National law firm adds voice over IP capability to existing telephony

A large Canadian law firm with six offices across the country is using voice over IP to reduce the cost of calling between offices while keeping its existing private branch exchanges (PBXs).

Borden Ladner Gervais LLP, which has more than 670 lawyers, intellectual property agents and other professionals, installed its first Quintum Tenor VoIP box in August 2003. It has since decided to put Tenors in all of its offices, including Ottawa, Toronto, Montreal, Calgary and Vancouver.

The law firm wanted to address the cost of inter-office calling and make it easier for users to contact one another. “A lot of the inter-office calls are not billable, so we’re paying for it,” said Steven Cornfield, IT manager of BLG Canada in Ottawa. As a law firm, it has billable codes, so for Cornfield to dial from Ottawa to Toronto, the number consists of 25 digits. With VoIP, that number can be reduced down to six digits.

Not using for mobile workers
This was also an opportunity to test the waters of VoIP technology, without requiring a forklift upgrade. “The VoIP gateways are really neat because the PBX and handsets are virtually untouched and ultimately the end-user experience does not change,” he said, adding the only change users have noticed is a slight difference in the quality of the line.

The law firm isn’t using VoIP for mobile workers at this point, or running any other applications over it. “We’re just running voice — we’re taking calls that would regularly go over the PSTN and putting them through the VoIP box,” said Cornfield.

Because VoIP is still a relatively new technology, he added, the telephone vendors responsible for maintaining the PBX systems in each of the offices weren’t experienced with it. This was further compounded by the fact BLG Canada has four completely different PBXs, including two Nortel boxes – one that is antiquated and one that is relatively new.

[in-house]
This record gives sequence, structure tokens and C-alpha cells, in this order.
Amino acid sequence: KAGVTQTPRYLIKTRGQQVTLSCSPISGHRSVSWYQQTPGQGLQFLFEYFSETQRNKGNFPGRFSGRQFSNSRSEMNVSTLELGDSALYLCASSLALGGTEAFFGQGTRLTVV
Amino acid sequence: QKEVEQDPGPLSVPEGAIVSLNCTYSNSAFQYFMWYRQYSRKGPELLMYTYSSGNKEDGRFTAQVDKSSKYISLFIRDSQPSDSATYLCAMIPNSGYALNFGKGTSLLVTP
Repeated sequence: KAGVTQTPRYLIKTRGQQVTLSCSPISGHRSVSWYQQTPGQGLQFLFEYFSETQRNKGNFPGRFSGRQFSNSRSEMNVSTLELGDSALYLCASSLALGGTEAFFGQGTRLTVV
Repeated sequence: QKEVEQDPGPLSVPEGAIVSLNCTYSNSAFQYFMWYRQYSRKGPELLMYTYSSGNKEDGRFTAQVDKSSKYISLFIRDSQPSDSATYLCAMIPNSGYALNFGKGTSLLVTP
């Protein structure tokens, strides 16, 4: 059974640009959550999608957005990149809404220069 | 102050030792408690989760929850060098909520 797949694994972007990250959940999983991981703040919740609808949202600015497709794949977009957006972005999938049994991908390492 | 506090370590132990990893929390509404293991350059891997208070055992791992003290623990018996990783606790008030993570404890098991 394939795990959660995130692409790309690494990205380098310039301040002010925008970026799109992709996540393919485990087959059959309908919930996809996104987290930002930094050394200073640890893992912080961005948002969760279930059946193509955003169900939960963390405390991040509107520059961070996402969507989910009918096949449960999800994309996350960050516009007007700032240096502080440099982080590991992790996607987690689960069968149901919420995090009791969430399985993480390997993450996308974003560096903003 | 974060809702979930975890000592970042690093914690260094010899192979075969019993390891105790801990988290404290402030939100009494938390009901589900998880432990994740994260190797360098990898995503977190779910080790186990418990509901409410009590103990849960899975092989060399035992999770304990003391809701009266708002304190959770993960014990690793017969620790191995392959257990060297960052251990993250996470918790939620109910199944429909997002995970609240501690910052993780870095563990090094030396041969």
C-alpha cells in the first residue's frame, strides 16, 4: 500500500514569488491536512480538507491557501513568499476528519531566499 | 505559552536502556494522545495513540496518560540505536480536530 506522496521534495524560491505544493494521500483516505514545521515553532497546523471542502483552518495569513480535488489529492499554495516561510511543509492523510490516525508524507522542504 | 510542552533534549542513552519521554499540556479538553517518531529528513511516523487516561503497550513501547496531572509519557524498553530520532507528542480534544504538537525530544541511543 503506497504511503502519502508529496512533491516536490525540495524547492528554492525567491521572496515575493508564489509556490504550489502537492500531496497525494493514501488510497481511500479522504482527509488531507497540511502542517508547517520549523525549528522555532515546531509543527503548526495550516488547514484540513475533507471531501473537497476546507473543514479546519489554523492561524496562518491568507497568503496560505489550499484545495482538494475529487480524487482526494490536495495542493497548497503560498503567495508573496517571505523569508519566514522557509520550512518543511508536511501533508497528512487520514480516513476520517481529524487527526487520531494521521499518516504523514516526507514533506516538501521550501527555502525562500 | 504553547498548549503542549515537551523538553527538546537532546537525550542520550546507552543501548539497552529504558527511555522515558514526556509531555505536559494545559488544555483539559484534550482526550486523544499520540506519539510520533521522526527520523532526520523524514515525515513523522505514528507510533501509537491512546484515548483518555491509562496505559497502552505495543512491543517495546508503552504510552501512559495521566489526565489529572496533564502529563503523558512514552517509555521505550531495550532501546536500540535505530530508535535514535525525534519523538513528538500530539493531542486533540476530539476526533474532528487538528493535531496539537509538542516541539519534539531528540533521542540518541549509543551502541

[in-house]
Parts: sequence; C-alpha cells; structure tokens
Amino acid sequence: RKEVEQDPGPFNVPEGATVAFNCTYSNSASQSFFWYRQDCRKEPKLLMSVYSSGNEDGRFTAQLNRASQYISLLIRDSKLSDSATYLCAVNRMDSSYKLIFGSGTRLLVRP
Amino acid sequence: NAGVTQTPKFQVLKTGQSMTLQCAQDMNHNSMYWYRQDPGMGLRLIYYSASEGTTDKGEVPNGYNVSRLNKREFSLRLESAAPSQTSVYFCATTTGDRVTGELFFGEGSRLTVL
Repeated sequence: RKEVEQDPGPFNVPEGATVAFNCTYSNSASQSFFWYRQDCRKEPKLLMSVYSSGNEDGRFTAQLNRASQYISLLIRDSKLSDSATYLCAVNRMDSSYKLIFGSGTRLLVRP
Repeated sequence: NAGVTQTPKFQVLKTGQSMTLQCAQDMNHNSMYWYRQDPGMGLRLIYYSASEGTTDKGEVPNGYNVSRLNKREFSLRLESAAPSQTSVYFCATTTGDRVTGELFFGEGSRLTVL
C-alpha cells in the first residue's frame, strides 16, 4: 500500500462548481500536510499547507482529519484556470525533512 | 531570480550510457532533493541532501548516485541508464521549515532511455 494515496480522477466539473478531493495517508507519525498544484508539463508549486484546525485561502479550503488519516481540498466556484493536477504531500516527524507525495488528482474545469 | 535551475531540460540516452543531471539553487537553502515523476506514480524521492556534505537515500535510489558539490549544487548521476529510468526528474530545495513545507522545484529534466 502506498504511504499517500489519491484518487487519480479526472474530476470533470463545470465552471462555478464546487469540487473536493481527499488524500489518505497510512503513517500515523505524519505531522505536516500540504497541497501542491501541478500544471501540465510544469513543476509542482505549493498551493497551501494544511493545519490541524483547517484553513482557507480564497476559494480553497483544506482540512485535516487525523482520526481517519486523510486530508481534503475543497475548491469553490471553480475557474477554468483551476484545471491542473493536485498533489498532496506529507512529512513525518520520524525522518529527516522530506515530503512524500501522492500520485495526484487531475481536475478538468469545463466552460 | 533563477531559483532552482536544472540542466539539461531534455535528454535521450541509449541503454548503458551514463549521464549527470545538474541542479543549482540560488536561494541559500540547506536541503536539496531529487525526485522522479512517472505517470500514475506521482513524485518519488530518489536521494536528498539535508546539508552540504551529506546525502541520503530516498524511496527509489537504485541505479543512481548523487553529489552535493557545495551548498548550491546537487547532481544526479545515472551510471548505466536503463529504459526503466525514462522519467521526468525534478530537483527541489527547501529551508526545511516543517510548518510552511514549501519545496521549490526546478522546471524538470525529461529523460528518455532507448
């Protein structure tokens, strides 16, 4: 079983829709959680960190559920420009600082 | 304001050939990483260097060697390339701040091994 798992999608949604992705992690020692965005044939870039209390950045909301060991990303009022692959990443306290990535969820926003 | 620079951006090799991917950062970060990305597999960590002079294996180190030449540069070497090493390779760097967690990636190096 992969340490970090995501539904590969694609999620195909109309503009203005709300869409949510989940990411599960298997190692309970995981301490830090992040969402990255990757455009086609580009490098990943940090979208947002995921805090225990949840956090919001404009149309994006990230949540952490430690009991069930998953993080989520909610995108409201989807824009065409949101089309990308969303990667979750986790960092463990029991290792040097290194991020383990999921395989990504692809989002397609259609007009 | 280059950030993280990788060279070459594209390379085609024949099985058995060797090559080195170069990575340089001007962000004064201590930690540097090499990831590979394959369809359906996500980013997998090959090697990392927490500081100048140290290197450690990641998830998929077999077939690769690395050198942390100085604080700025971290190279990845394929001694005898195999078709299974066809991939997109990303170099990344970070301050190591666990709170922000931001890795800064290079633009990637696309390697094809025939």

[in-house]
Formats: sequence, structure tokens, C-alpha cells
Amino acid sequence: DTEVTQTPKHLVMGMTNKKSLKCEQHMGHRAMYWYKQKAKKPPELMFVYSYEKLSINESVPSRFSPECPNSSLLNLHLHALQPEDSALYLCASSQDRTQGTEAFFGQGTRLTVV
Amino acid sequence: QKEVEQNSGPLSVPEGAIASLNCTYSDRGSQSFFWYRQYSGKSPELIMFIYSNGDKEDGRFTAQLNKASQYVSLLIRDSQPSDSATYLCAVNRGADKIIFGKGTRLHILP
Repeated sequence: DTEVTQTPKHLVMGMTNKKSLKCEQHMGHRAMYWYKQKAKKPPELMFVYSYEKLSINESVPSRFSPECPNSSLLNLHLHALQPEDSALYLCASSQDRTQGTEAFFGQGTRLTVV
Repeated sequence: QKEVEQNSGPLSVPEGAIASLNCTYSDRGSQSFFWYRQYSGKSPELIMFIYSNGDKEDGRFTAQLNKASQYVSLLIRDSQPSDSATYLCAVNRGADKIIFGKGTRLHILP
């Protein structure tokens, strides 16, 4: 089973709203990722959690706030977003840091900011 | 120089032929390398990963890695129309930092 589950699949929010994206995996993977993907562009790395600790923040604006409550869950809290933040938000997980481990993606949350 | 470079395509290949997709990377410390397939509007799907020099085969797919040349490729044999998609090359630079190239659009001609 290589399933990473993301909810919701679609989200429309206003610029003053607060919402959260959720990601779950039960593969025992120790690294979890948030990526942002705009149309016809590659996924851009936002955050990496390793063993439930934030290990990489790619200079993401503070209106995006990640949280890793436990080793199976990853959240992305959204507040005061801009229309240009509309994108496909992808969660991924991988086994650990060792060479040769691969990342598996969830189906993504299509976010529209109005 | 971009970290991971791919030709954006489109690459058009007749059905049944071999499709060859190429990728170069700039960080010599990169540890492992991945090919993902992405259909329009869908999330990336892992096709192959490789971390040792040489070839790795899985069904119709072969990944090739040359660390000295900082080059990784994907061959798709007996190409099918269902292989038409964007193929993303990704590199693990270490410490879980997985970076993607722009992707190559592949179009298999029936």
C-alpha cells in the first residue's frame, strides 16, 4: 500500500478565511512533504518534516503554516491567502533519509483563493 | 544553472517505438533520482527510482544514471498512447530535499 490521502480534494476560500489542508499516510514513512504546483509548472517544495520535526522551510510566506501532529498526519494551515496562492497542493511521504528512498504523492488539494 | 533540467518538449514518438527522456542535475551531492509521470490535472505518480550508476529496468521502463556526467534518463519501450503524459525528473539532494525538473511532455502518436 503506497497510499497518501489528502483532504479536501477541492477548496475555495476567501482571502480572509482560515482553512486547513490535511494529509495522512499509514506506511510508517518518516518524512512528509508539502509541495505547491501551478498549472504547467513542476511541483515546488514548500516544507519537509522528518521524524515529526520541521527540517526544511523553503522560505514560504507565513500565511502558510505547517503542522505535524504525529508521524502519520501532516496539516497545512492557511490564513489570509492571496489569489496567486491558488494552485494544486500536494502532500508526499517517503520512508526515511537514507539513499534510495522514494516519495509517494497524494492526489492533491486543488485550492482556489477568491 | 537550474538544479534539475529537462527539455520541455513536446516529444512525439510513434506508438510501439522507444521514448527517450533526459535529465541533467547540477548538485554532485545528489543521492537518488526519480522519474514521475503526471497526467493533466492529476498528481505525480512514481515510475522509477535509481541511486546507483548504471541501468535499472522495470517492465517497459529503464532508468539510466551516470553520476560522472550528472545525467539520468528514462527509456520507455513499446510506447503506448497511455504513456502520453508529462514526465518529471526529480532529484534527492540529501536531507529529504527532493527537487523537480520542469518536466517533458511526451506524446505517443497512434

Quintum’s Tenor product has a feature called multi-pass technology that was used in this implementation, said Mike Bonyad, director of sales with ForeBase Corp. in Toronto. ForeBase has been a Quintum reseller since 2000, selling and implementing VoIP gateways for wholesale long-distance service providers as well as enterprises like BLG Canada. Multi-pass technology allows them to have a Tenor box sitting in front of their PBX system, regardless of the type, model or brand — and still be able to talk between locations.

“This kind of technology is still unique compared to other products, and it also saves the client extra cost because with any other similar product in the market, the client would have to have a dedicated line on the PBX system to be able to access the VoIP box,” said Bonyad. “The Tenor can have the same line that goes to the telco coming into the Tenor and going to the PBX, and the only thing that Tenor does is filter out that number.”

The law firm now has four Tenors in place and, at press time, was installing a fifth one in its Vancouver office. There were no capital costs aside from the VoIP boxes and installation services, said Cornfield, though they did run into some situations, specifically with the Nortel PBXs, where they had to get a PRI card.

“We could have managed to slice and dice up the PBX but it would take more time and resources,” he said. “We figured if we bought a PRI card and stuck it in the PBX it was much easier for the telephone vendor to configure it.”

VoIP still a moving target
Cornfield will be looking at the feasibility of a full-blown IP PBX system down the road, but that would be based upon the needs and requirements of the business. “Once you’re down that route, it does get rather expensive,” he said. “There’s a whole gamut of things you have to look at.” If the law firm does decide to go down that route, however, it will have a better understanding of the technology, he said, including some of the problems, like quality of service and latency issues.

“This allows us to familiarize ourselves with those issues without really impacting the business in a significant manner,” said Cornfield. If a box is unavailable or the Internet connection is down, for example, users can still make a phone call the old-fashioned way. “I still see [VoIP] as a moving target right now and it’s just reduced the risk for us.”

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Jim Love, Chief Content Officer, IT World Canada

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Vawn Himmelsbach
Vawn Himmelsbach
Is a Toronto-based journalist and regular contributor to IT World Canada's publications.

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